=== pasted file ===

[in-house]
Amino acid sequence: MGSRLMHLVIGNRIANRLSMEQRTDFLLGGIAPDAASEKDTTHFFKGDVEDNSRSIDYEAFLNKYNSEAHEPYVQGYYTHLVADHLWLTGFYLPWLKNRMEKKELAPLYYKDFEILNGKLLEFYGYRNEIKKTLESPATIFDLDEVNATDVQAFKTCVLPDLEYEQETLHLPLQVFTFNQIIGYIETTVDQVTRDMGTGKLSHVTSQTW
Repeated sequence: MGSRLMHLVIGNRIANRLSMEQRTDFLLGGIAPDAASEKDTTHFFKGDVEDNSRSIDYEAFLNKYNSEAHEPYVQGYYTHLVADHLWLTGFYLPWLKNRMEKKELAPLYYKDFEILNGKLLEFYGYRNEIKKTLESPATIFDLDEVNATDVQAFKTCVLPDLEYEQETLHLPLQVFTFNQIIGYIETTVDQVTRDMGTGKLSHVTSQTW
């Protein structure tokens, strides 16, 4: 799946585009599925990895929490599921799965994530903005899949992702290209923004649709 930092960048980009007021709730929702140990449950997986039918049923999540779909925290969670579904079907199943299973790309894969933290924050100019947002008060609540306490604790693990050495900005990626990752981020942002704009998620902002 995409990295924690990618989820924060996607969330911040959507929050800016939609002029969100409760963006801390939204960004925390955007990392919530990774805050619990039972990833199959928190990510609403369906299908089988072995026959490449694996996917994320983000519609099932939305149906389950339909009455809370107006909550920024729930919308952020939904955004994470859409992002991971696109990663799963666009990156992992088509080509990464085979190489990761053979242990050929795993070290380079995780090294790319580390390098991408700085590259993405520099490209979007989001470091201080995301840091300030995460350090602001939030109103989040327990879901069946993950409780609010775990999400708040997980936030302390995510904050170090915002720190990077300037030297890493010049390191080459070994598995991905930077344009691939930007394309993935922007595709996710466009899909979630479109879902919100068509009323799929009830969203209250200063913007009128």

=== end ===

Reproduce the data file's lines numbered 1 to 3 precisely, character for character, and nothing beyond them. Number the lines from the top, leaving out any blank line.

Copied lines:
[in-house]
Amino acid sequence: MGSRLMHLVIGNRIANRLSMEQRTDFLLGGIAPDAASEKDTTHFFKGDVEDNSRSIDYEAFLNKYNSEAHEPYVQGYYTHLVADHLWLTGFYLPWLKNRMEKKELAPLYYKDFEILNGKLLEFYGYRNEIKKTLESPATIFDLDEVNATDVQAFKTCVLPDLEYEQETLHLPLQVFTFNQIIGYIETTVDQVTRDMGTGKLSHVTSQTW
Repeated sequence: MGSRLMHLVIGNRIANRLSMEQRTDFLLGGIAPDAASEKDTTHFFKGDVEDNSRSIDYEAFLNKYNSEAHEPYVQGYYTHLVADHLWLTGFYLPWLKNRMEKKELAPLYYKDFEILNGKLLEFYGYRNEIKKTLESPATIFDLDEVNATDVQAFKTCVLPDLEYEQETLHLPLQVFTFNQIIGYIETTVDQVTRDMGTGKLSHVTSQTW